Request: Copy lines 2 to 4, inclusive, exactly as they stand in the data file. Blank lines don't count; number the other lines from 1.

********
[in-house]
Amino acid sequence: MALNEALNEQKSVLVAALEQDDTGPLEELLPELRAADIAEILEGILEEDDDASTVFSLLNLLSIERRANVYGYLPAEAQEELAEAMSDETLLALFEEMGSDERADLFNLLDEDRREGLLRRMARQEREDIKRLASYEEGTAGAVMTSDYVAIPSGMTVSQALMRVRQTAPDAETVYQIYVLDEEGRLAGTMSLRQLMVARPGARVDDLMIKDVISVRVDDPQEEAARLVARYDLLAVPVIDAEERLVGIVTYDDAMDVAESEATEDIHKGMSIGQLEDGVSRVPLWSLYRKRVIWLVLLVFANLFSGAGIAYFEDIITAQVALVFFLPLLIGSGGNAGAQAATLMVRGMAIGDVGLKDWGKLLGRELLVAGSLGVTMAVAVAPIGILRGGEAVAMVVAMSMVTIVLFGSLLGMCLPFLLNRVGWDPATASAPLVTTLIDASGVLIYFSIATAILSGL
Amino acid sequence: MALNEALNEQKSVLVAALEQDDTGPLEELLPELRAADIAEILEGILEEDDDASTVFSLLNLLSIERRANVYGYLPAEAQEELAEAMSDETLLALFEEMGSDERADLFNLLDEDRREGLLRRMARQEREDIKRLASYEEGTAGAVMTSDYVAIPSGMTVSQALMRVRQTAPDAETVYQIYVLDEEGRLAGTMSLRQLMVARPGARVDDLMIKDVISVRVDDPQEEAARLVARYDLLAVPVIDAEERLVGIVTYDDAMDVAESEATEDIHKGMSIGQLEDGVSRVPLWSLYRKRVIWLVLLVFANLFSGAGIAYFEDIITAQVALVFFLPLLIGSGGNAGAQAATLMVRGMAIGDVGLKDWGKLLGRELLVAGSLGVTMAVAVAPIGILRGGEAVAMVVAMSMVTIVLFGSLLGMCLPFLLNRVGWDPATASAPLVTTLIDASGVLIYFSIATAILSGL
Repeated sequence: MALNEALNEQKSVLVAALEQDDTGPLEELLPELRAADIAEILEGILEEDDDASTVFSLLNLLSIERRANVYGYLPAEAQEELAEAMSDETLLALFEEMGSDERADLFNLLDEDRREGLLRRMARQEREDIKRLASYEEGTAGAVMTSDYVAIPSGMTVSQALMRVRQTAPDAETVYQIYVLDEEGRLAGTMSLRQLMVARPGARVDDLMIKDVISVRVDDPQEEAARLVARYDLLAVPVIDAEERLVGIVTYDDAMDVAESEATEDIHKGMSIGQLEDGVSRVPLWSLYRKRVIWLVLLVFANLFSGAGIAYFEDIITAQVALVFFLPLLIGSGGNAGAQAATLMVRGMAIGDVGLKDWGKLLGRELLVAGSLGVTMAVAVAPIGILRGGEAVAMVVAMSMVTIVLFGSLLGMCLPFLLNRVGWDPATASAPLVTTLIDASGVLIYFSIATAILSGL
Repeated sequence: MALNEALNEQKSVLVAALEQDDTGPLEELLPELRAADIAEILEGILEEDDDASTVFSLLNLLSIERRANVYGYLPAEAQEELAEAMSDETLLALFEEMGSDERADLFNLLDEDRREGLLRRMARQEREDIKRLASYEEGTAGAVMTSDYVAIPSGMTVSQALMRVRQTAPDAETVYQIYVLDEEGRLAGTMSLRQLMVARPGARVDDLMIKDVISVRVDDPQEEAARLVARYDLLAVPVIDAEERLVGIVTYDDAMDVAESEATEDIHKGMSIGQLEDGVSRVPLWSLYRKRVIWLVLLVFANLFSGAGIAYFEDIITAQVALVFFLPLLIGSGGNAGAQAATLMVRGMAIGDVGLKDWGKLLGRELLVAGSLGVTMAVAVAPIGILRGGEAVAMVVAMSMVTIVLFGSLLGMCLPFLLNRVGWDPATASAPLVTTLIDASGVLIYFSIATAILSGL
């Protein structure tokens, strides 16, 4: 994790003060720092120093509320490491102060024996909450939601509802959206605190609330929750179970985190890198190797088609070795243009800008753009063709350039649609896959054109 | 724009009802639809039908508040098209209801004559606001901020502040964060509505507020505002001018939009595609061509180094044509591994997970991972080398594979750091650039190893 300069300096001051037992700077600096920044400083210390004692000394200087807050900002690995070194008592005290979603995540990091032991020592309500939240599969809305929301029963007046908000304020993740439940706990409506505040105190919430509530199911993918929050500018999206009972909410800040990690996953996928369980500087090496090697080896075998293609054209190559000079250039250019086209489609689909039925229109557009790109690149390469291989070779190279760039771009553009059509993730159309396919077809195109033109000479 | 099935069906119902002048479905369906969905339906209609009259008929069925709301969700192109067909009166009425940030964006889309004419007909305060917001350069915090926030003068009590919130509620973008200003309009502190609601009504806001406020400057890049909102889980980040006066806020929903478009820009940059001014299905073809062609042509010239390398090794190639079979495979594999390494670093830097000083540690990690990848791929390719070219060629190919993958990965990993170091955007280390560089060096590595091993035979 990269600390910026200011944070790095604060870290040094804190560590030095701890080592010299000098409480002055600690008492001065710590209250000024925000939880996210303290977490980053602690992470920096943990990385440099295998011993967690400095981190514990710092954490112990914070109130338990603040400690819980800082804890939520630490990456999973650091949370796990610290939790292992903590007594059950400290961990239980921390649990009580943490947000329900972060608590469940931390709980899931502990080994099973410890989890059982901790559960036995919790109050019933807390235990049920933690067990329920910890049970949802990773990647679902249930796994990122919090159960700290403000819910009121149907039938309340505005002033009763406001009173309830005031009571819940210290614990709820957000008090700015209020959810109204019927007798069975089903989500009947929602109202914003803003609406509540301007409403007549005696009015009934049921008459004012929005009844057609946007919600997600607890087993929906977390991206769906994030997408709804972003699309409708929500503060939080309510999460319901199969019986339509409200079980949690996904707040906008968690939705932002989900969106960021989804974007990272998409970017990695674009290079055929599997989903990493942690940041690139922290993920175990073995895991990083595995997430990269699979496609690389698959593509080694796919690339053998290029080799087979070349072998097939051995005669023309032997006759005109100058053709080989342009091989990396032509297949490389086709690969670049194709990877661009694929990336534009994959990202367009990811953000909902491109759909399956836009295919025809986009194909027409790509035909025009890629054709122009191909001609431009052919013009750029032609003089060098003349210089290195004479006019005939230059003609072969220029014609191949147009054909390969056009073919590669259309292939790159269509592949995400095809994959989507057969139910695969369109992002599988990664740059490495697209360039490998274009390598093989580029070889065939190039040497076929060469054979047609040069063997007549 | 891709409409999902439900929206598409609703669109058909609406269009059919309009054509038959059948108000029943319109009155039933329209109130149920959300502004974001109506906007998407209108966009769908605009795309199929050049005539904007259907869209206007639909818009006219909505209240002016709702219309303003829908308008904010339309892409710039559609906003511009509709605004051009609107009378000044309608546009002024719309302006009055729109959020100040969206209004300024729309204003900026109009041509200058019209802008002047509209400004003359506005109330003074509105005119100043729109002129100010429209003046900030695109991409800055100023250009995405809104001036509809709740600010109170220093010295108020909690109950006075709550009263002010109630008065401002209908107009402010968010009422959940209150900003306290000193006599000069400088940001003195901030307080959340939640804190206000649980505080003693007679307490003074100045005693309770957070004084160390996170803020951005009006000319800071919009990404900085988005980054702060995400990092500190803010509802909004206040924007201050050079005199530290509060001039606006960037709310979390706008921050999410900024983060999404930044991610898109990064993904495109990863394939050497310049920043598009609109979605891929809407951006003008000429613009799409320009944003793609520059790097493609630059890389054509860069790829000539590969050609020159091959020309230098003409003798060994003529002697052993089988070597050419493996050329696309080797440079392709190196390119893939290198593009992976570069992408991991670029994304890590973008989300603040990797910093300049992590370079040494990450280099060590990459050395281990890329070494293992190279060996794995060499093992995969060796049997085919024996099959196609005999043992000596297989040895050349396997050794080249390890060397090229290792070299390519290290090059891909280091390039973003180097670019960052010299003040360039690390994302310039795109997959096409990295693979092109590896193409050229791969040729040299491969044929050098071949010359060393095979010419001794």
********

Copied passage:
Amino acid sequence: MALNEALNEQKSVLVAALEQDDTGPLEELLPELRAADIAEILEGILEEDDDASTVFSLLNLLSIERRANVYGYLPAEAQEELAEAMSDETLLALFEEMGSDERADLFNLLDEDRREGLLRRMARQEREDIKRLASYEEGTAGAVMTSDYVAIPSGMTVSQALMRVRQTAPDAETVYQIYVLDEEGRLAGTMSLRQLMVARPGARVDDLMIKDVISVRVDDPQEEAARLVARYDLLAVPVIDAEERLVGIVTYDDAMDVAESEATEDIHKGMSIGQLEDGVSRVPLWSLYRKRVIWLVLLVFANLFSGAGIAYFEDIITAQVALVFFLPLLIGSGGNAGAQAATLMVRGMAIGDVGLKDWGKLLGRELLVAGSLGVTMAVAVAPIGILRGGEAVAMVVAMSMVTIVLFGSLLGMCLPFLLNRVGWDPATASAPLVTTLIDASGVLIYFSIATAILSGL
Amino acid sequence: MALNEALNEQKSVLVAALEQDDTGPLEELLPELRAADIAEILEGILEEDDDASTVFSLLNLLSIERRANVYGYLPAEAQEELAEAMSDETLLALFEEMGSDERADLFNLLDEDRREGLLRRMARQEREDIKRLASYEEGTAGAVMTSDYVAIPSGMTVSQALMRVRQTAPDAETVYQIYVLDEEGRLAGTMSLRQLMVARPGARVDDLMIKDVISVRVDDPQEEAARLVARYDLLAVPVIDAEERLVGIVTYDDAMDVAESEATEDIHKGMSIGQLEDGVSRVPLWSLYRKRVIWLVLLVFANLFSGAGIAYFEDIITAQVALVFFLPLLIGSGGNAGAQAATLMVRGMAIGDVGLKDWGKLLGRELLVAGSLGVTMAVAVAPIGILRGGEAVAMVVAMSMVTIVLFGSLLGMCLPFLLNRVGWDPATASAPLVTTLIDASGVLIYFSIATAILSGL
Repeated sequence: MALNEALNEQKSVLVAALEQDDTGPLEELLPELRAADIAEILEGILEEDDDASTVFSLLNLLSIERRANVYGYLPAEAQEELAEAMSDETLLALFEEMGSDERADLFNLLDEDRREGLLRRMARQEREDIKRLASYEEGTAGAVMTSDYVAIPSGMTVSQALMRVRQTAPDAETVYQIYVLDEEGRLAGTMSLRQLMVARPGARVDDLMIKDVISVRVDDPQEEAARLVARYDLLAVPVIDAEERLVGIVTYDDAMDVAESEATEDIHKGMSIGQLEDGVSRVPLWSLYRKRVIWLVLLVFANLFSGAGIAYFEDIITAQVALVFFLPLLIGSGGNAGAQAATLMVRGMAIGDVGLKDWGKLLGRELLVAGSLGVTMAVAVAPIGILRGGEAVAMVVAMSMVTIVLFGSLLGMCLPFLLNRVGWDPATASAPLVTTLIDASGVLIYFSIATAILSGL